Data Recovery / Excavation Projects
In cultural resource management work, when a significant archaeological site is found during a construction project, every effort is made to avoid impact to the site. This generally involves project redesign or creative measures such as geotextile protection. On rare occasions a significant site cannot be spared impact and a data recovery excavation is warranted. In a data recovery excavation part of all or a site is removed by archaeologists; although the site will no longer exist in the ground, its information, which is the key to its significance, is preserved and used to enhance knowledge of past lifeways.
PAST has long provided archaeological and historical services to the Connecticut Department of Transportation. In the last three years PAST excavated the buried remains of three 18th-century homesteads: the Thomas Daniels homestead in Waterford, built in 1712 and occupied to the 1770s; the Samuel Goodsell homestead in North Branford, c. 1738-1799; and the Ephraim Sprague homestead in Andover, c. 1704-1750s. All three homesteads were found buried in farm fields, and none could be feasibly avoided by highway redesign, necessitating impact mitigation in the form of excavation. CONNDOT was very supportive, recognizing the important data these homesteads could provide about 18th-century lifeways and architecture. In Connecticut there has been very little excavation of 18th-century Euro-American domestic sites, and rural lifeways in particular are poorly documented. Each of the CONNDOT project house sites was completely excavated, almost entirely by hand, and the results have provided the first solid baseline data on 18th-century rural Connecticut lifeways. The sites are in three different parts of the state, allowing comparison of contemporaneous structures and lives. They are remarkably similar in the overall simplicity of their construction and location relative to environmental features, yet each site tells its own story. The Goodsell homestead was occupied solely by women for most of its history, women who etched their initials into liquor bottles and mended earthenware. The Daniels homestead housed a coastal family that was probably involved in overseas beef trade. And the Sprague homestead lets us into the world of a rural militia captain and deacon from one of the area's first white families. The data from these three sites, meticulously excavated, analyzed and conserved, will change the way scholars and the public understand 18th-century life in Connecticut. The sites' importance go beyond Connecticut as well; by comparing the data to the larger databases from northern New England and the mid-Atlantic, where more excavation has been undertaken, a more complete picture of colonial lifeways can be attained. For more information on these three important sites please read the Foodways in 18th-Century Connecticut article reprinted from the journal CRM.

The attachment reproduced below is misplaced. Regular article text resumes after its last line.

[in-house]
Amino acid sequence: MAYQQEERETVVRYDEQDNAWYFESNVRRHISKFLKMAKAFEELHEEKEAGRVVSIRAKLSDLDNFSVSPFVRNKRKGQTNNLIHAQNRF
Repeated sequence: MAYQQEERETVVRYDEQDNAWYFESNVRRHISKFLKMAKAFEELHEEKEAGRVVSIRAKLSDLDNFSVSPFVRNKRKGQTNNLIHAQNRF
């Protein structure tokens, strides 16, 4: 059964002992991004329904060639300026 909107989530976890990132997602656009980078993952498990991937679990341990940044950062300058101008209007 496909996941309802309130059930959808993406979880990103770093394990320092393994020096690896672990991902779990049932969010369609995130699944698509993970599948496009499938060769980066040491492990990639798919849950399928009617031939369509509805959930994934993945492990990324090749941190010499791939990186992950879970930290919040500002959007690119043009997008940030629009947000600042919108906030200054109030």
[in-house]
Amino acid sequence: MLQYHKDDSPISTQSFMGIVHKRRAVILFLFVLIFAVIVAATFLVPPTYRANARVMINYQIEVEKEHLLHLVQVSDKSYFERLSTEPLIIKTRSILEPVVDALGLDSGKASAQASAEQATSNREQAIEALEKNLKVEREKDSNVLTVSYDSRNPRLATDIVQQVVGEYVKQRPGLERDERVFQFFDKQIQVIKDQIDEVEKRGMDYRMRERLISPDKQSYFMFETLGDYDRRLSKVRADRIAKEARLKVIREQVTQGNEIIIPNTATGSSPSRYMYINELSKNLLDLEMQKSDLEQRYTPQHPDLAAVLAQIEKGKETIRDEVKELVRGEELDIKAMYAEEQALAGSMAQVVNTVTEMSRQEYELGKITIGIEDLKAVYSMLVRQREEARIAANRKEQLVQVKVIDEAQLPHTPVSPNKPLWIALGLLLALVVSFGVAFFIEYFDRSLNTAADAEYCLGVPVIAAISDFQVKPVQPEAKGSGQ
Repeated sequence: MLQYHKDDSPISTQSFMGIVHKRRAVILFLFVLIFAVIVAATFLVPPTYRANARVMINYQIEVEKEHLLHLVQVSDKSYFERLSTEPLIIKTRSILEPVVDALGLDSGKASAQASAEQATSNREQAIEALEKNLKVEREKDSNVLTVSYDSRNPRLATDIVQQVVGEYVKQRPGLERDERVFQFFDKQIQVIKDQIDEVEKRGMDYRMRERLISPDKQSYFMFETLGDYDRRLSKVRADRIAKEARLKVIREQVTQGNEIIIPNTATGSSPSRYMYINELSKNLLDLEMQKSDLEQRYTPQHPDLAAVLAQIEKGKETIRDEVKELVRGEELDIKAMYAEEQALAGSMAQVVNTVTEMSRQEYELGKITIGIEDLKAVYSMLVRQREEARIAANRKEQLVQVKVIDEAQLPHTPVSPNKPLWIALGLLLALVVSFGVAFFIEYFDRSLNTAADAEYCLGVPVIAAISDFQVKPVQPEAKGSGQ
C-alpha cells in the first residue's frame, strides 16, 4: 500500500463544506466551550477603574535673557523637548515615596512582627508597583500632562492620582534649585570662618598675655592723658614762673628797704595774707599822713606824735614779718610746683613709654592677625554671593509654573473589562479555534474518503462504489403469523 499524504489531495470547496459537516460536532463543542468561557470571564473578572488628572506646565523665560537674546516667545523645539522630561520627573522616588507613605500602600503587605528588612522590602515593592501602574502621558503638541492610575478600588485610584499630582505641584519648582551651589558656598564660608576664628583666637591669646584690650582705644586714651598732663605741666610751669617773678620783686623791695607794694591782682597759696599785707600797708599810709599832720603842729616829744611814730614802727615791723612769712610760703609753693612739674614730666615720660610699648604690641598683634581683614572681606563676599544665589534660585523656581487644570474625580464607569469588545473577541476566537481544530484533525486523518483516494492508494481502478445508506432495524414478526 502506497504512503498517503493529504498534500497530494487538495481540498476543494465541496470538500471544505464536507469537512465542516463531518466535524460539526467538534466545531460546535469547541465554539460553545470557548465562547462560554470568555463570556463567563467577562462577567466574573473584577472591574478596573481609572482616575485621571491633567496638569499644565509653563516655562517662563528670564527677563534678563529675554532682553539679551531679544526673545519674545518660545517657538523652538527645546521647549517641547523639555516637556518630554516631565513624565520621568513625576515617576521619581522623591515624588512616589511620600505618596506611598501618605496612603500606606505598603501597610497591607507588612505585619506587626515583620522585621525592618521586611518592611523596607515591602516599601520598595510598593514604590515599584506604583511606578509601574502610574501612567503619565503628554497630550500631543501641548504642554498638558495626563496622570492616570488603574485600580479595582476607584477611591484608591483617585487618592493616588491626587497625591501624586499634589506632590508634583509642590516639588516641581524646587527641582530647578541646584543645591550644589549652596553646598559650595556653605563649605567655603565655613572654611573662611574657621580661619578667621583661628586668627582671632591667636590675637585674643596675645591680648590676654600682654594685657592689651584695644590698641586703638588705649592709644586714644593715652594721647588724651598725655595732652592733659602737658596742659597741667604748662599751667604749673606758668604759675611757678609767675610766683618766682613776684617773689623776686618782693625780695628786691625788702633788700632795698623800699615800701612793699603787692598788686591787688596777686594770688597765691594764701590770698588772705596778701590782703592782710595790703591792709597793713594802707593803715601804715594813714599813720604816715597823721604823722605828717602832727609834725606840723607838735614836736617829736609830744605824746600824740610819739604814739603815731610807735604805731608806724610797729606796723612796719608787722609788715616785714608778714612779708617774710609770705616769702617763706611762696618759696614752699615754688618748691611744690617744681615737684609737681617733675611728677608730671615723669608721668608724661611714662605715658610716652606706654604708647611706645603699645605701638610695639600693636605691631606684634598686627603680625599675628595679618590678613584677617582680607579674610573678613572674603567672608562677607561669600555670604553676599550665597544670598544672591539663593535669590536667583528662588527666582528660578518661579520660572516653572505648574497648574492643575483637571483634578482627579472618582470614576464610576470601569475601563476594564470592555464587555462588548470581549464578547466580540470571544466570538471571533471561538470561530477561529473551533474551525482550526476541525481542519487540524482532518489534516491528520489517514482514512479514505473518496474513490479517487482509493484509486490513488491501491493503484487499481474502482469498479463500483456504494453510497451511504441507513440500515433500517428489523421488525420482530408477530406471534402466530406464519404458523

The Connecticut Department of Transportation has proposed significant improvements to two high-volume highways in the towns of Norwalk and Wilton Connecticut. PAST conducted reconnaissance and-intensive level surveys along the proposed re-alignments and identified several potentially significant archaeological sites. One of the sites, 103-49, was found on a small remnant of a Pleistocene outwash terrace preserved between the existing highways and surface roads. Data recovery excavations were undertaken after it was determined that there was no feasible alternative to the proposed site impacts. The excavations at the site have yielded evidence of several short-term prehistoric occupations,. Elements of the lithic assemblage show strong similarities with late Paleoindian materials recovered in southeastern Connecticut. Late Paleoindian sites in the region as a whole are very rare, and the investigations at 103-49 have illuminated this poorly understood period. Several unusual side-notched projectile points were also recovered from the site. The points do not fit comfortably within the conventional typological framework for southern New England, but do show morphological affinities with Adena and Snyder forms more typical of Ohio River Valley. These points and a moderate quantity of Pennsylvania Jasper recovered from the site add to the growing evidence of interaction between indigenous populations in southern New England and their neighbors to the west.
A detailed view of other services we offer:
Archaeological Reconnaissance Surveys
Intensive Archaeological and Historical Studies
Impact Assessment and Mitigation Strategies
National Register of Historic Places and National Historic Landmark Documentation
Laboratory Services and Artifact Conservation
State- and Federal-Level Historic Documentation
Public Outreach Programs
Educational Outreach and Curriculum Development